I sat in the coffee shop and listened to the inane chatter of the people beside me. After a while I tuned out. There’s only so much of other people’s talk that doesn’t involve you it’s polite to listen to after all. I checked my watch again. He was late. That wasn’t unusual in itself. He was always late. He said it was one of his lovable traits. I thought better but kept my opinion to myself because I needed him.
Finally just as I was about to give up and leave he shouldered the glass door open and sat down at my table, red faced and clearly out of breath. Interrupting my tirade mid-flow he grabbed hold of my hand and yanked me outside.
“Hey, what’s going on?”. “Not here, it’s not safe”. “Now I know you’re being paranoid” I replied.
We walked hurriedly up the high street, all granite and sharp corners, a carbon copy of myriad others in countless other cities. We came to a halt at last in a glass strewn neglected bus station that had once done a roaring trade until council officials replaced it with a high tech brand spanking new one. The only roaring trade it saw now was homeless people and alcoholics but it was too early in the afternoon for that.
“Listen Suze, it’s not safe for us to be here or for you to be seen with me.Don’t do that “ he protested at my dramatically rolled eyes. “I know what I’m talking about, these are people you don’t want to mess with. I don’t know how long they’ve been watching me but it won’t be long before they try something really desperate”. “In that case why are you still here with me?”. “Because I came to say goodbye”. “What are you talking about? Why won’t you just go to the police? I asked. “I tried that remember. Look how well that turned out”.
He looked at me sadly. I knew he’d already mentally said goodbye and was trying not to make it harder so I swallowed the lump in my throat and forced a smile. He didn’t know I loved him and now wasn’t the time to tell him. We’d always had bad timing. “Where will you go?” I enquired. “I’m not altogether sure and it’s probably better you don’t know anyway”.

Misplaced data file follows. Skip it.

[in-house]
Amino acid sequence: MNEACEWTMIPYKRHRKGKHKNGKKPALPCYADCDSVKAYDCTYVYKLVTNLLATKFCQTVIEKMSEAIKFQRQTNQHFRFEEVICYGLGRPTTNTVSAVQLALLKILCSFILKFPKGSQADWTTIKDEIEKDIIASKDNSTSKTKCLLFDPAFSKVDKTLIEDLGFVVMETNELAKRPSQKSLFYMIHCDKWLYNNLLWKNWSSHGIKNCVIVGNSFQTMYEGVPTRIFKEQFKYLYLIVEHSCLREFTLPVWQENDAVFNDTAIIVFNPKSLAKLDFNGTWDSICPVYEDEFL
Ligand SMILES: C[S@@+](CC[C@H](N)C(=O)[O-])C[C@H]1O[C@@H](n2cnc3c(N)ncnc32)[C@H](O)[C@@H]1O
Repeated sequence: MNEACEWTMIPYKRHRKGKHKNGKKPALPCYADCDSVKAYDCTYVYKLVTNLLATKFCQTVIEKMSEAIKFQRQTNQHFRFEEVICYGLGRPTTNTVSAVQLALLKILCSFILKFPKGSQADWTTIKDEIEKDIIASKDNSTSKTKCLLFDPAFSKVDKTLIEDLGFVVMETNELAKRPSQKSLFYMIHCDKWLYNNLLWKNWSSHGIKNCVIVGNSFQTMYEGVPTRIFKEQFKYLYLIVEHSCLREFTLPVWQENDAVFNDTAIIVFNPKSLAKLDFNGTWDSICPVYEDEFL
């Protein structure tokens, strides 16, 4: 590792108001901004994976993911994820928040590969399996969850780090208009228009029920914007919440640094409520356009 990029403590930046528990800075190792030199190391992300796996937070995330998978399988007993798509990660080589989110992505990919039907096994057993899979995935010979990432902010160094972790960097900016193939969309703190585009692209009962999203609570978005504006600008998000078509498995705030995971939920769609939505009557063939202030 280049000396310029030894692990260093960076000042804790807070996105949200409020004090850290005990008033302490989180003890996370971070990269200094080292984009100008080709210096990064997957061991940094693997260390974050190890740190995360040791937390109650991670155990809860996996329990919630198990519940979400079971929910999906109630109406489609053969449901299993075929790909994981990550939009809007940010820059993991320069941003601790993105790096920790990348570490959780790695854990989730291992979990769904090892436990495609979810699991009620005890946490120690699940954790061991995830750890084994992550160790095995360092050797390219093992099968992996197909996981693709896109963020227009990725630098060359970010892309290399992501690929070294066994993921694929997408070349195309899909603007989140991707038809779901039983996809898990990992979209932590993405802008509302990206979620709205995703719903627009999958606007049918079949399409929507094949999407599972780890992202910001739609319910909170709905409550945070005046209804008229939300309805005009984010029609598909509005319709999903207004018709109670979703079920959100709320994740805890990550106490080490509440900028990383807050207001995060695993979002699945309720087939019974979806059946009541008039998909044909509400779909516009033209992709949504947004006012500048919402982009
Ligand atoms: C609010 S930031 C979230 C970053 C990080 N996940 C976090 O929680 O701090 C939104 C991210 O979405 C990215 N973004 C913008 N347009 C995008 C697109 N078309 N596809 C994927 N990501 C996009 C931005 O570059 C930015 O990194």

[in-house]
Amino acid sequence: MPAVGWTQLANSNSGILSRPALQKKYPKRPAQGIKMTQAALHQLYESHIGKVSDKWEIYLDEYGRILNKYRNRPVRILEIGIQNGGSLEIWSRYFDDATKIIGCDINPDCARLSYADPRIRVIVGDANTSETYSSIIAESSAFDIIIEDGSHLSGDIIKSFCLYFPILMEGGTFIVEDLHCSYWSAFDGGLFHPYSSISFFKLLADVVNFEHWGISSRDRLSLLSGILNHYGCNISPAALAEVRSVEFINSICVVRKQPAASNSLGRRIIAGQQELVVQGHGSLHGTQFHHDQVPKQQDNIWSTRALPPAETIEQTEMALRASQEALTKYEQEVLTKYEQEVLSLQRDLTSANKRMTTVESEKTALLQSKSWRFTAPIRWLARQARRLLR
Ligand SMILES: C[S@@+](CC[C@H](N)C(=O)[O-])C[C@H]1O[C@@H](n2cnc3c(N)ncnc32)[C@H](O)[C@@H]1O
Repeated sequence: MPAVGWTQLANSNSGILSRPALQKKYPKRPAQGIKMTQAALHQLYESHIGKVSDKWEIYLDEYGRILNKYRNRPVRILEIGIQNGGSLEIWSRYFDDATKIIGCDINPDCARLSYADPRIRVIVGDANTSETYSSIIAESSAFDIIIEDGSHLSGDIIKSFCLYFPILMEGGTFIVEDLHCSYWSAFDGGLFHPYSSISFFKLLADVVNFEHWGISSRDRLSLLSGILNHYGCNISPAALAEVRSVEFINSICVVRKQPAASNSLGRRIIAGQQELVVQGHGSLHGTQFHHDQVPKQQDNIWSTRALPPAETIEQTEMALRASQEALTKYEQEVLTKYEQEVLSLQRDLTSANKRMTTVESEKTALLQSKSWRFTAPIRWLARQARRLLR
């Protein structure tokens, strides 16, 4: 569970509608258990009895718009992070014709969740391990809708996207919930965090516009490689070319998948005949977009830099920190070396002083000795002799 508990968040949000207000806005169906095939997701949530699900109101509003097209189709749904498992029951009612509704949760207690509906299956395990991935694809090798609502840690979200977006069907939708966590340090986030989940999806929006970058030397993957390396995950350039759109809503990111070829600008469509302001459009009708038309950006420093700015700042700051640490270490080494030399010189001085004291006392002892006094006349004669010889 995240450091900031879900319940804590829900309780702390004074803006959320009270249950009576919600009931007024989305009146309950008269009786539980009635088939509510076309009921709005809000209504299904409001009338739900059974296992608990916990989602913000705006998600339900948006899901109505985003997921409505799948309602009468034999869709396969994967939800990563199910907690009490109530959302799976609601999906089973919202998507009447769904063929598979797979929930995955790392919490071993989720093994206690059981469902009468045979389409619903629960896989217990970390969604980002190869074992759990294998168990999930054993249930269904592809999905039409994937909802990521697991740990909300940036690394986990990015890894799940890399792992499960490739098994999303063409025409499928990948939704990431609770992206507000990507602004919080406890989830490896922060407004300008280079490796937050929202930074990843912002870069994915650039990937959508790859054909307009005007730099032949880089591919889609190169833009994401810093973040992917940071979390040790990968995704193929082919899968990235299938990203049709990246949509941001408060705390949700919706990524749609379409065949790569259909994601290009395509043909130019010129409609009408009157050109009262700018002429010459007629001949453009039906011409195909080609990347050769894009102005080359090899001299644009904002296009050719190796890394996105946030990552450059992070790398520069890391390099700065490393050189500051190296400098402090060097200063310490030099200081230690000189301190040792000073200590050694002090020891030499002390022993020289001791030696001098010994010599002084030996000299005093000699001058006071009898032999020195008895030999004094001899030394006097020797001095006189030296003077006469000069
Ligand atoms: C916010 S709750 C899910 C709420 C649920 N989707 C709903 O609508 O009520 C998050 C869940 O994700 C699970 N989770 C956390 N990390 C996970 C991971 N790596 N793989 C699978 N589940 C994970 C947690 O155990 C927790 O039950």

He stood up and pulled me into a brief embrace. I closed my eyes and savoured the moment. “I’ll be in touch Suze, if I can”. Then he was gone and I was alone again, back to the solitary greyness of my life, or so I thought.
I made my way home and locked the door behind me as I was in the habit of doing. Then I let the tears fall. I curled into bed in my clothes like I hadn’t done since a child, pulled the covers over my head and fell into a fitfull sleep. I didn’t surface until the telephone pealed into my conscience the next morning. Annoyingly it wasn’t someone wanting my editing skills or offering me a fantastic job opportunity on a sunsoaked beach, rather a telesales call for ppi that was supposed to be screened out by the tps application.
I started the shower running from my inefficient boiler and switched it over to freezing as I stood under it. It was invigorating and almost took my mind off my worries. After I threw on some clothes I checked my mobile again for messages. I knew it was unlikely Solomon had left one but I lived in hope. Nothing. Just a blank screen and the network logo. Looking critically at my appearance in the mirror I decided to smarten up a little and run a comb through my hair and go and see one of my journalist contacts to see if there was any good freelancing projects around. I loved being my own boss but didn’t enjoy the financial uncertainty it often brought.
When I arrived at the newspaper offices in Blackfriars, Rob, my contact was out on a job but being assured he was expected back any minute I slid into one of the faux leather chairs and leafed through a magazine. It was one of those awful free ones that all receptionist foyers seem to prefer. Lots of pages of advertising but no real substance.
“Suze?”. Rob stood there impatiently tapping his hands on his cords. “I’ve only got 5 minutes. Come up to the books department. I think they’ve got some freelance going”. That was one of the things I loved about Rob. He knew me of old and always cut straight to the chase. That was his attitude to everything in life. We’d had a fling once but it soon burnt out and he was on to the next girl. I didn’t take it personally. I knew him of old.
(So this was a quick piece of fiction dashed off, worth continuing or not?)